Personality can many times more than the social context. It occurs among humans, and from what a scientific study has just shown, also among orangutans. The researchers have concluded that the communicative behavior and social responsiveness of orangutans vary between individuals and, at the same time, they are also flexible. A) Yes, orangutan mothers differ not only in the composition of their repertoire of gestures directed at their young, but also in their communication tacticssuch as gestural repetition or the response to the demands of the puppies.
The first question that usually arises is whether orangutans have personalities. Scientists believe so, since they consider this species, along with chimpanzees, gorillas and bonobos, “non-human people“.
Individuals of these species maintain affective ties, reason, feel, become physically and psychologically ill in captivity, make decisions, are capable of solving problems, have self-awareness and perception of time, mourn losses, learn, communicate and are capable of transmitting what they have learned in complex cultural systemslike that of humans.
A Swiss-German team, led by behavioral scientist Marlen Fröhlich of the Senckenberg Center for Human Evolution and the Paleoenvironment at the University of Tübingen, Germany, has studied mother-infant interactions in orangutans.
The research group paid particular attention to individual differences and flexibility in the communication strategies of orangutan mothers, which they studied both in the wild and in zoos.
Different communication tactics
In their paper, published in the journal ‘Proceedings of the Royal Society B’ and entitled ‘Individual variation and plasticity in infant-directed communication in orangutan mothers’, the researchers reveal that apes individually adjust their communication to different social contexts, similar to how humans do.
The differences exist not only in the composition of the gestural repertoire of the mothers, but also in their communication tactics and in their responses to the demands of their young people, regardless of the setting.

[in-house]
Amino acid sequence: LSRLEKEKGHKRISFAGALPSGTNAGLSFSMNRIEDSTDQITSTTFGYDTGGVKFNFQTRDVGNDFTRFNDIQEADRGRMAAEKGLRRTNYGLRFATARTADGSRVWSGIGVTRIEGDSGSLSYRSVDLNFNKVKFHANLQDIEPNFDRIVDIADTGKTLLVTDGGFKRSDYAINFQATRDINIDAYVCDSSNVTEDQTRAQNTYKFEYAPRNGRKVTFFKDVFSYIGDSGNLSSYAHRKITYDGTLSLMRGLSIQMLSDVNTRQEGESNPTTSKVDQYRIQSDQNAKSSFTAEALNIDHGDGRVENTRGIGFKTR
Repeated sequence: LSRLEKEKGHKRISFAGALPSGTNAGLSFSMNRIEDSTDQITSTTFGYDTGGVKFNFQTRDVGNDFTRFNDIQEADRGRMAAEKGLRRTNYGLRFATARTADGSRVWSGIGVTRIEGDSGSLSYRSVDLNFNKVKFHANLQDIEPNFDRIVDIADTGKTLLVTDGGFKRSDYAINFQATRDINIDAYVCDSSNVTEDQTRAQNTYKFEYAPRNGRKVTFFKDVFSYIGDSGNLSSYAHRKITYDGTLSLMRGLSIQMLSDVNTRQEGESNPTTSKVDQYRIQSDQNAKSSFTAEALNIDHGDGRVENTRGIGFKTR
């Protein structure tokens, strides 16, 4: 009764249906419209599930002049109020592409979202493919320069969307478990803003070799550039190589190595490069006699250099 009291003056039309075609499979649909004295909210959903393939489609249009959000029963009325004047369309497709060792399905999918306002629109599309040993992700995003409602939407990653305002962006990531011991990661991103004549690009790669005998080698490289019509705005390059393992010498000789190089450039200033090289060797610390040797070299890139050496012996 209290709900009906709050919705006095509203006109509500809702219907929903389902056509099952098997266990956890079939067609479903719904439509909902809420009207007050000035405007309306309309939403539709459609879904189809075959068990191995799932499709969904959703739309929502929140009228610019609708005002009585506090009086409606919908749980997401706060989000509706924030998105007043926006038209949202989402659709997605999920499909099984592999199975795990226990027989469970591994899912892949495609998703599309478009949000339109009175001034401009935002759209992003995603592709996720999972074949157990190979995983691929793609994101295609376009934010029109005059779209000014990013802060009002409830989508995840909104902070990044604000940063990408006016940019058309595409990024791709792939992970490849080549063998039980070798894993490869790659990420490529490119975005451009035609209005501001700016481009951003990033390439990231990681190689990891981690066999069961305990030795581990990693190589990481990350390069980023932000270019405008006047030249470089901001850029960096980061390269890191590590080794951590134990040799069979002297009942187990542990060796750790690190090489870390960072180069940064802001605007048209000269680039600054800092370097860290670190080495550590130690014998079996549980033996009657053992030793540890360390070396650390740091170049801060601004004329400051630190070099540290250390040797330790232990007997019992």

Orangutans are often found alone or in very small groups in the wild. Lasting bonds only exist between mothers and their young. But this particular bond lasts a long time: an orangutan mother spends up to nine years preparing her young to live alone.
“The mother-infant relationship in orangutans is therefore ideally suited for our study of intraspecific communication in great apes,” explains Marlen Fröhlich. “Despite their reputation as ‘lonely apes,’ orangutans have a rich repertoire of tactile and visual skills and gestures, both in captivity and in the wildwhich they use in a variety of social contexts,” he notes.
Fröhlich and his fellow researchers looked at the extent to which orangutan communicative behavior varies between individuals and how it simultaneously adjusts to different social conditions.
“To this end, we studied differences in the infant-directed repertoires of orangutan mothers. We did this by analyzing the similarity of gestures between individual mothers living in captivity or in the wild,” he explains.
Also, the team analyzed how female orangutan communication patterns change in different social contextsfor example, by sharing food or playing with other individuals.
The researchers analyzed 4,839 video recordings of 13 Bornean orangutans (i put pygmaeus) and many others from Sumatra (i put abelii). They started from the basis that the success of primate mothers in rearing may depend on their ability to recognize and respond appropriately to cues from their young, as well as to guide and coordinate, through the use of cues, the pups’ behavior.
“As one of the most effective ways to influence the behavior of others, communication is the glue that binds mothers and calves togetherwhich becomes more evident in the coordination of daily routines, such as food and joint trips”, collects the study.
“The gestural similarity between Bornean and Sumatran orangutan mothers differs markedly when the apes live in different environments. This finding is consistent with previous comparisons between animals living in the wild and in zoos,” Fröhlich notes.
“Most surprisingly, orangutan mothers exhibit significant behavioral flexibility at the individual level. They communicate and respond differently depending on the social context“, summarizes the scientist.
For example, some orangutan mothers solicitously attend to the demands of their young only in some social contexts, while others do so in any circumstance.
“Consistent individual differences, i.e. ‘personality’, have been identified in social behaviorincluding patterns of association or direct physical interactions, in numerous animal taxa and recently – as in this case – also between great ape species,” the researchers stress.
Reference Study: https://royalsocietypublishing.org/doi/10.1098/rspb.2022.0200
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